The current carbon reduction goals set by Brussels and Westminster were made in times of financial boom and are constricting in the current climate of austerity. We are now in a predicament with the options curtailed by legally binding commitments. Out go unabated coal, old or low-tech gas and oil, leaving us with renewables, nuclear and clean coal and gas to replace them.
"If you can imagine a ride on a roller-coaster at a fairground, then this winter, we are at the top of the circuit and we head downhill - fast," Buchanan continued. "Within three years we will see the reserve margin of generation fall from about 14 per cent to less than 5 per cent. That is uncomfortably tight."
Even in the best-case scenario, consumers will be faced with higher and far more volatile prices. The situation will worsen if the economy recovers and energy demand rises.
The government has put its faith in a multifaceted Energy Bill. All the main technologies – renewables, nuclear and gas – are offered olive branches but none have been given enough incentive to speed up implementation.
The wind power sector, blighted by the financial crisis, is developing more slowly than anticipated. Nuclear new-build plans are still bogged down in a morass of financial and regulatory confusion and will not come online until well past 2020. And as for coal, its holy grail of carbon capture and storage is still in its infancy and will be even later in restoring coal to the power mix. That leaves gas.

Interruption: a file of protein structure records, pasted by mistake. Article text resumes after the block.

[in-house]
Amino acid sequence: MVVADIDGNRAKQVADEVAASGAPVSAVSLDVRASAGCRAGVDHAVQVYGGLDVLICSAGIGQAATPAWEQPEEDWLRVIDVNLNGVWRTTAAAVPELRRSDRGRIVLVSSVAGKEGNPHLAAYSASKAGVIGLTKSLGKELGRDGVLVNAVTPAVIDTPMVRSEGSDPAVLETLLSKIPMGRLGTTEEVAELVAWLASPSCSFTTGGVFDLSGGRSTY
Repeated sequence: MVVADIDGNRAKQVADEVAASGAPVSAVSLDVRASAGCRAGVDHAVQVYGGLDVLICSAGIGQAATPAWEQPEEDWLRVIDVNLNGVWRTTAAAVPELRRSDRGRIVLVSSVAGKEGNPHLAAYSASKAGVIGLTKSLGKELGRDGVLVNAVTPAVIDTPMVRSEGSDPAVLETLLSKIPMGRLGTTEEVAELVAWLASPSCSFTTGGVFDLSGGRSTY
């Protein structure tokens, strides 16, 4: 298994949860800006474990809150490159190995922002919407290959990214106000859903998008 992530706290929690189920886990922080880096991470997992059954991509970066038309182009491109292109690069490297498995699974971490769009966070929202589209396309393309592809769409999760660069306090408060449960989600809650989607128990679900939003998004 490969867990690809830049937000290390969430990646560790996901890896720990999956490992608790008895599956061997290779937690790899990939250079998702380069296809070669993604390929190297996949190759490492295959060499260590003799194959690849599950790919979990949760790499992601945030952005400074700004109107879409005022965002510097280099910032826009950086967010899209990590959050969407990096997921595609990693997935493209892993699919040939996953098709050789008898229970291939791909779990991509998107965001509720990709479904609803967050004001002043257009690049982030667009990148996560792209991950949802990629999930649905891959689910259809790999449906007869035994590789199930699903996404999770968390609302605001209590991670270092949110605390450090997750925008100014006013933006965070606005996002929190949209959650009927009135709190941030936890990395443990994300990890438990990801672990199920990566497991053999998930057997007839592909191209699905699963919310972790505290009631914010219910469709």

Buchanan predicts that up to 70 per cent of power generation will need to come from gas by the end of the decade, up 30 per cent from current levels. The big concern is the volatility of gas prices given the huge global demand. "Britain will have to compete for gas on a global worldwide market," he added.
Dr Simon Harrison, chair of the IET's energy policy panel, agreed that gas is the only short-term solution – at a price. "Coal stations will be closing at a time when coal prices are low and gas prices higher," he said. "Gas is plentiful, but the pipeline and liquefaction infrastructure does not exist to allow it to be freely transported.
"Other options such as new nuclear are some time from being available, and renewables in the UK are mostly relatively costly at present, although the industry is confident it can reduce prices if it can see large scale orders," Harrison continued. "A stable policy regime and confidence around decarbonisation targets is required to bring this investment forward. So in the short term we have little choice. We need gas-fired power plant to replace coal closures."
A look at the gas market confirms the volatility concerns; prices for liquefied natural gas (LNG) in Asia are at present 60 per cent higher than in the UK. The US may be thriving on the back of a shale-gas revolution, but regulatory and environmental issues will hinder any similar revolution in Europe.
So we are left relying on the government's electricity market reforms and its emerging gas strategy. The declared aim is to promote a diverse portfolio of sustainable sources of generation. In the short-term that will see a heavy reliance on gas but in the mid- and long-term, renewables and nuclear will bear the brunt of the load.